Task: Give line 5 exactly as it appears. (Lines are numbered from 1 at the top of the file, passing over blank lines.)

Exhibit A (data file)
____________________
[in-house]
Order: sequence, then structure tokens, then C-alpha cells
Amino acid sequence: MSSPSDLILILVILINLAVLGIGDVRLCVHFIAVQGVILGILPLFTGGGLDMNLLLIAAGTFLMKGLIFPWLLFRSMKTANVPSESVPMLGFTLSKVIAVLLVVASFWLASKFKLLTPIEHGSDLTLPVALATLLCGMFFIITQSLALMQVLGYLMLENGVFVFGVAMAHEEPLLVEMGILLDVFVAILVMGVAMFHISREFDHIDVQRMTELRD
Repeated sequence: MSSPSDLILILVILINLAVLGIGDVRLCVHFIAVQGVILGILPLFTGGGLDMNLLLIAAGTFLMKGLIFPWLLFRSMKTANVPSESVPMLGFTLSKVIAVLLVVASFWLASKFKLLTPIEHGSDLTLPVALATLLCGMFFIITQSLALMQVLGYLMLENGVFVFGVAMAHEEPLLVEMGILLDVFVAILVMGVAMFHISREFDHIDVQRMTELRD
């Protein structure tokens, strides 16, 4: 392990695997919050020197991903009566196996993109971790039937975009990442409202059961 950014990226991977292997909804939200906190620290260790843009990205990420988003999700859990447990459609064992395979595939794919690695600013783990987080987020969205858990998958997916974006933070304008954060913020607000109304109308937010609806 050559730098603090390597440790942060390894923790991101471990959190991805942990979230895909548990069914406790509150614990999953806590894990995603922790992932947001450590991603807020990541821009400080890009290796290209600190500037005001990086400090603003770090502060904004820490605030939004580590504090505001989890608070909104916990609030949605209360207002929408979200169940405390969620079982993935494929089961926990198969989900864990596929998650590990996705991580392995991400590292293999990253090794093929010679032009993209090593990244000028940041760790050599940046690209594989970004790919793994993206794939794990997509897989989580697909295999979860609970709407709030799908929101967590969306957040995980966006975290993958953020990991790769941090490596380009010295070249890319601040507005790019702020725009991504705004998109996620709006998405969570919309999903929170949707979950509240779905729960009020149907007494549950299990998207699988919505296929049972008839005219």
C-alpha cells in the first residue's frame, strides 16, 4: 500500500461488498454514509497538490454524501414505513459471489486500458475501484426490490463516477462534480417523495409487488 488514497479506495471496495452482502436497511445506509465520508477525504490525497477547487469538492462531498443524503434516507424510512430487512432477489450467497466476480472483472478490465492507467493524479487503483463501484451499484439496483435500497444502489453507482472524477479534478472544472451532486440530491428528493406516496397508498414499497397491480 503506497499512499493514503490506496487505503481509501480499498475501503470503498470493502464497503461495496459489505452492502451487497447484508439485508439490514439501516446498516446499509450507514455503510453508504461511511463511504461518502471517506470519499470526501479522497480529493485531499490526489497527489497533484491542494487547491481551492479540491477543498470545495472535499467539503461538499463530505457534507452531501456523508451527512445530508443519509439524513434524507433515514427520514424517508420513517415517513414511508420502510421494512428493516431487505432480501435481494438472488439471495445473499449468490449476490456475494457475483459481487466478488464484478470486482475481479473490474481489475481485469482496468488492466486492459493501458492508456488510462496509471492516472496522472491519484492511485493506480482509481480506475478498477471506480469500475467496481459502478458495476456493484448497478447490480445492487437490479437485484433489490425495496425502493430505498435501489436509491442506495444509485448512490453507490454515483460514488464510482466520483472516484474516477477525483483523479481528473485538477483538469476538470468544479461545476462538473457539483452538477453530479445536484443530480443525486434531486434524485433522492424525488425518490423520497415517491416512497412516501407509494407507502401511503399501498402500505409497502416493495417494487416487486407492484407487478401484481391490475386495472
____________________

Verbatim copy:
């Protein structure tokens, strides 16, 4: 392990695997919050020197991903009566196996993109971790039937975009990442409202059961 950014990226991977292997909804939200906190620290260790843009990205990420988003999700859990447990459609064992395979595939794919690695600013783990987080987020969205858990998958997916974006933070304008954060913020607000109304109308937010609806 050559730098603090390597440790942060390894923790991101471990959190991805942990979230895909548990069914406790509150614990999953806590894990995603922790992932947001450590991603807020990541821009400080890009290796290209600190500037005001990086400090603003770090502060904004820490605030939004580590504090505001989890608070909104916990609030949605209360207002929408979200169940405390969620079982993935494929089961926990198969989900864990596929998650590990996705991580392995991400590292293999990253090794093929010679032009993209090593990244000028940041760790050599940046690209594989970004790919793994993206794939794990997509897989989580697909295999979860609970709407709030799908929101967590969306957040995980966006975290993958953020990991790769941090490596380009010295070249890319601040507005790019702020725009991504705004998109996620709006998405969570919309999903929170949707979950509240779905729960009020149907007494549950299990998207699988919505296929049972008839005219």